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The internet of things and Big Data – which culture?

A newly published research explores a tangle of themes that include digitalisation, corporate organisation and human challenges

 

Is digitalisation to be fought by all? Or is digitalisation to be embraced by all? Crucial questions that pertain, above all, companies and product organisations. It is a complex and varied topic that cannot be exhausted in just a few lines. It takes a lot of studying to understand it. This is why Internet of Things and Big Data Analytics, recently published by Sultan Nezihe Turhan (from Galatasaray University, Faculty of Engineering and Technology) as part of the Industry 4.0 and Global Businesses collection, makes for useful reading.

Turhan’s reasoning stems from an observation: the Internet of things (IoT) and Big Data are the forerunners of Industry 4.0 technologies and have acquired significant importance in the past years. Companies – though not all – are trying to become “4.0” by embarking on the digital transformation path and adapt those two major pieces of technology to their own corporate processes. There are no doubt advantages – continues Turhan – in terms of management, organisation and marketing, yet also disadvantages, concerning difficulties and complexity related to the privacy of data gathering and the systems used, as well as their daily management.

Nonetheless, in her work Turhan explains that IoT and Big Data Analytics perform a key role as “restructuring factors for products, services, and especially business processes.”

What needs unravelling, now, no longer concerns technology, but culture, and this is what Turhan attempts to do, discussing IoT and Big Data Analytics from the perspective of corporate culture, marketing and management. In other words, the author clarifies, IoT and Big Data Analytics must also be examined according to the attitudes and challenges of the organisations that, wishing to adopt them, are, or are not, willing to take on. Not only techniques and technology then, but also human behaviour. Something that, this work also reminds us, has acquired greater significance than it used to have after the outbreak of the COVID-19 pandemic, which has forced people to an increased and much more widespread use of IoT and Big Data Analytics.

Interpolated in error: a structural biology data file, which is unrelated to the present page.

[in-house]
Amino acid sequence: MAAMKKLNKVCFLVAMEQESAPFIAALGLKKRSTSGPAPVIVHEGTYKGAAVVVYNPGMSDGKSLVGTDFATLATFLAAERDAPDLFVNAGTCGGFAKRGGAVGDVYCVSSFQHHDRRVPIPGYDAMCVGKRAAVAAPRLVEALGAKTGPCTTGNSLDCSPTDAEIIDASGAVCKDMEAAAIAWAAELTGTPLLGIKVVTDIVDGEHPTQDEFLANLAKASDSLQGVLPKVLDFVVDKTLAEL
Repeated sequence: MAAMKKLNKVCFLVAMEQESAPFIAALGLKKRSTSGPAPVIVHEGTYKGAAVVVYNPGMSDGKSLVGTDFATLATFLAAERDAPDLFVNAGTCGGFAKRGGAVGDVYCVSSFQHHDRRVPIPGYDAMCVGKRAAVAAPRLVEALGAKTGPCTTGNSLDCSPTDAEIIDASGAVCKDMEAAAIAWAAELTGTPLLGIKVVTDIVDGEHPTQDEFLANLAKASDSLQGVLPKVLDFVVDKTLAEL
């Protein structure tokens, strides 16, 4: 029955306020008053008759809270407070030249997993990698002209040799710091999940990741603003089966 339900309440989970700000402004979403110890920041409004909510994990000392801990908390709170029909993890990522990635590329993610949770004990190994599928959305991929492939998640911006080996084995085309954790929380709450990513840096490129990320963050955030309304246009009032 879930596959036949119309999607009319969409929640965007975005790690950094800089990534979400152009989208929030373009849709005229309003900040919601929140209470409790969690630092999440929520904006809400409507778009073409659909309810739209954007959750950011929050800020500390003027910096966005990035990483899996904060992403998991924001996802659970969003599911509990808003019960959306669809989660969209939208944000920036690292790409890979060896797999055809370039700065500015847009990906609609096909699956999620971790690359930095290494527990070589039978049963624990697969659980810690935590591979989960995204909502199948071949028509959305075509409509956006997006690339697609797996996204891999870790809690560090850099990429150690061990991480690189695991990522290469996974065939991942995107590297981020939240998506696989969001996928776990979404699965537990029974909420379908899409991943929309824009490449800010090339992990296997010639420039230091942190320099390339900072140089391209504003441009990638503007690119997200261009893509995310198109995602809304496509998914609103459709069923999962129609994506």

Internet of Things and Big Data Analytics

Sultan Nezihe Turhan

Industry 4.0 and Global Businesses

21 January 2022

A newly published research explores a tangle of themes that include digitalisation, corporate organisation and human challenges

 

Is digitalisation to be fought by all? Or is digitalisation to be embraced by all? Crucial questions that pertain, above all, companies and product organisations. It is a complex and varied topic that cannot be exhausted in just a few lines. It takes a lot of studying to understand it. This is why Internet of Things and Big Data Analytics, recently published by Sultan Nezihe Turhan (from Galatasaray University, Faculty of Engineering and Technology) as part of the Industry 4.0 and Global Businesses collection, makes for useful reading.

Turhan’s reasoning stems from an observation: the Internet of things (IoT) and Big Data are the forerunners of Industry 4.0 technologies and have acquired significant importance in the past years. Companies – though not all – are trying to become “4.0” by embarking on the digital transformation path and adapt those two major pieces of technology to their own corporate processes. There are no doubt advantages – continues Turhan – in terms of management, organisation and marketing, yet also disadvantages, concerning difficulties and complexity related to the privacy of data gathering and the systems used, as well as their daily management.

Nonetheless, in her work Turhan explains that IoT and Big Data Analytics perform a key role as “restructuring factors for products, services, and especially business processes.”

What needs unravelling, now, no longer concerns technology, but culture, and this is what Turhan attempts to do, discussing IoT and Big Data Analytics from the perspective of corporate culture, marketing and management. In other words, the author clarifies, IoT and Big Data Analytics must also be examined according to the attitudes and challenges of the organisations that, wishing to adopt them, are, or are not, willing to take on. Not only techniques and technology then, but also human behaviour. Something that, this work also reminds us, has acquired greater significance than it used to have after the outbreak of the COVID-19 pandemic, which has forced people to an increased and much more widespread use of IoT and Big Data Analytics.

Internet of Things and Big Data Analytics

Sultan Nezihe Turhan

Industry 4.0 and Global Businesses

21 January 2022